Somalia Church Records

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For information about records for non-Christian religions in Somalia, go to the Religious Records page.

Online Resources and Websites[edit | edit source]

Ancestry.com, findmypast.com, and MyHeritage.com can be searched free of charge at your local family history center or the Family History Library in Salt Lake City, Utah.

Historical Background[edit | edit source]

According to the Pew Research Center, 99.8% of Somalia's population is Muslim. The constitution of Somalia likewise defines Islam as the state religion of the Federal Republic of Somalia. Christianity is a minority religion in Somalia, with adherents representing less than 0.1% of the population in 2010 according to the Pew Research Center. There is a small Christian community in Somalia mainly living amongst Somali Muslims in the Banaadir region. There is one Catholic diocese for the whole country, the Diocese of Mogadishu, which estimates that there were only about one hundred Catholic practitioners in 2004.[1][2]

Information Recorded in the Records[edit | edit source]

Different denominations, different time periods, and practices of different record keepers will effect how much information can be found in the records. This outline will show the types of details which might be found (best case scenario):

Baptisms[edit | edit source]

In Catholic and Anglican records, children were usually baptized a few days after birth, and therefore, the baptism record proves date of birth. Other religions, such as Baptists, baptized at other points in the member's life. Baptism registers might give:

  • baptism date
  • the infant's name
  • parents' names
  • father's occupation
  • status of legitimacy
  • occasionally, names of grandparents
  • names of witnesses or godparents, who may be relatives
  • birth date and place
  • the family's place of residence
  • death information, as an added note or signified by a cross

Marriages[edit | edit source]

Marriage registers can give:

  • the marriage date
  • the names of the bride and groom
  • indicate whether the bride and groom were single or widowed
  • their ages
  • birth dates and places for the bride and groom
  • their residences
  • their occupations
  • birthplaces of the bride and groom
  • parents' names (after 1800)
  • the names of previous spouses and their death dates
  • names of witnesses, who might be relatives.

Burials[edit | edit source]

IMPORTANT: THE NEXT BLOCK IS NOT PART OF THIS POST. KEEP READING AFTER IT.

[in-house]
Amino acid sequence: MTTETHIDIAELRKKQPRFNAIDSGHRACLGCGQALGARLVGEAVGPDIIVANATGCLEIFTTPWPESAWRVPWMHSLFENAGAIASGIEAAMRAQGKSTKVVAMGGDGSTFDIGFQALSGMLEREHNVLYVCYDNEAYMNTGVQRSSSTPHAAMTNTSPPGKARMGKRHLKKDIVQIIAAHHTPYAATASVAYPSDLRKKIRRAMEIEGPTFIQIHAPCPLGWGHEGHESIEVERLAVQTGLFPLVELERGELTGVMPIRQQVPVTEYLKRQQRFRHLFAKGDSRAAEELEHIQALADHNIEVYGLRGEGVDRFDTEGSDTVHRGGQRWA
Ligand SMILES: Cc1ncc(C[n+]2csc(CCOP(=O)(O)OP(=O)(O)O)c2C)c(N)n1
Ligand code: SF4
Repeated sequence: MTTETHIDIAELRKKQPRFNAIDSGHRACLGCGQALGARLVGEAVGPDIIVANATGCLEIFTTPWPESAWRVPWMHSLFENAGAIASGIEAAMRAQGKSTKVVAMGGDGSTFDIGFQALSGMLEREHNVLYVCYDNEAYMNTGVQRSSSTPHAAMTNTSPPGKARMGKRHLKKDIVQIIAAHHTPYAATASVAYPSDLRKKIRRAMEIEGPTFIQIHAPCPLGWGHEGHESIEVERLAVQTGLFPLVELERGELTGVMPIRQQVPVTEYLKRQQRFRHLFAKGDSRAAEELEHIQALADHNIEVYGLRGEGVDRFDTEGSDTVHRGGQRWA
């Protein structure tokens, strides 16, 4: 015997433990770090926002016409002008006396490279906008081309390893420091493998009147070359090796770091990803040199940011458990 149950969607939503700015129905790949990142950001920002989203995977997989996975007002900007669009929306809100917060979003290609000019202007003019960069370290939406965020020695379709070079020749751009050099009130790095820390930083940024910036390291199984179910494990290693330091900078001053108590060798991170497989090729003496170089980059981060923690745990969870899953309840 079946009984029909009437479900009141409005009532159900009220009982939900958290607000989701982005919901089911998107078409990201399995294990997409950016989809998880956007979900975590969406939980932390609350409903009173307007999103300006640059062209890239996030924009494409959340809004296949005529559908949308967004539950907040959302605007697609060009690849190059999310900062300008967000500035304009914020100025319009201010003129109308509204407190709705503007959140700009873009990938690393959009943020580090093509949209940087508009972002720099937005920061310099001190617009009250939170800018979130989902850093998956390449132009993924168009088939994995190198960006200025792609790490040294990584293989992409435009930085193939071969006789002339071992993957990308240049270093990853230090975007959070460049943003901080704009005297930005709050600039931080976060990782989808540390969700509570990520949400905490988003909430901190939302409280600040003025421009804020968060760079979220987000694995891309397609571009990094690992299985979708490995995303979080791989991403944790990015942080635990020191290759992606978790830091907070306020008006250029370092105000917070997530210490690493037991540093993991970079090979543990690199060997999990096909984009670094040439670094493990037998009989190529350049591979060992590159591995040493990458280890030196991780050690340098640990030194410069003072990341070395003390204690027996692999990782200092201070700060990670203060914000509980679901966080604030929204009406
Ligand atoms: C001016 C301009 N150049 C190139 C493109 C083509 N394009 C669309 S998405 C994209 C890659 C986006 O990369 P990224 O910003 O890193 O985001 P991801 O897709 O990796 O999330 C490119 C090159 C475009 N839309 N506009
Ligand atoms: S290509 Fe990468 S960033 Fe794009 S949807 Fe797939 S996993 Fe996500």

Burial registers may give:

  • the name of the deceased
  • the date and place of death or burial
  • the deceased's age
  • place of residence
  • cause of death
  • the names of survivors, especially a widow or widower
  • deceased's birth date and place
  • parents' names, or at least the father's name



How to Find Records[edit | edit source]

Digital Copies of Church Records in the FamilySearch Catalog[edit | edit source]

Watch for digitized copies of church records to be added to the collection of the FamilySearch Library. Some records might have viewing restrictions, and can only be viewed at a Family History Center near you, and/or by members of supporting organizations. To find records:

a. Click on the records of Somalia.
b. Click on Places within Somalia and a list of towns will appear.
c. Click on your town if it appears, or the location which you believe was the parish which served your town or village.
d. Click on the "Church records" topic. Click on the blue links to specific record titles.
e. Some combination of these icons will appear at the far right of the listing for the record. FHL icons.png. The magnifying glass indicates that the record is indexed. Clicking on the magnifying glass will take you to the index. Clicking on the camera will take you to an online digital copy of the records.

Writing for Records[edit | edit source]

You will probably need to write to or email the national archives, the diocese, or local parish priests to find records. See French Letter Writing Guide for help with composing letters.

Catholic Church Records[edit | edit source]

Writing to a Local Parish[edit | edit source]

Earlier records can be held at the diocese, with more recent records still kept in the local parish. To locate the mailing address or e-mail address for a diocese or local parish, consult:

Historical Background[edit | edit source]

In 1913, during the early part of the colonial era, there were virtually no Christians in the Somali territories, with only about 100–200 followers coming from the schools and orphanages of the few Catholic missions in the British Somaliland protectorate. There were also no known Catholic missions in Italian Somaliland during the same period. In the 1970s, during the reign of Somalia's then Marxist government, church-run schools were closed and missionaries sent home. There has been no archbishop in the country since 1989, and the cathedral in Mogadishu was severely damaged during the civil war.[3][4]

References[edit | edit source]

  1. Wikipedia contributors, "Somalia", in Wikipedia: the Free Encyclopedia, https://en.wikipedia.org/wiki/Somalia, accessed 20 March 2020.
  2. Wikipedia contributors, "Religion in Somalia", in Wikipedia: the Free Encyclopedia, https://en.wikipedia.org/wiki/Religion_in_Somalia, accessed 20 March 2020.
  3. Wikipedia contributors, "Religion in Somalia", in Wikipedia: the Free Encyclopedia, https://en.wikipedia.org/wiki/Religion_in_Somalia, accessed 20 March 2020.
  4. Wikipedia contributors, "Catholic Church in Somalia", in Wikipedia: the Free Encyclopedia, https://en.wikipedia.org/wiki/Catholic_Church_in_Somalia, accessed 20 March 2020.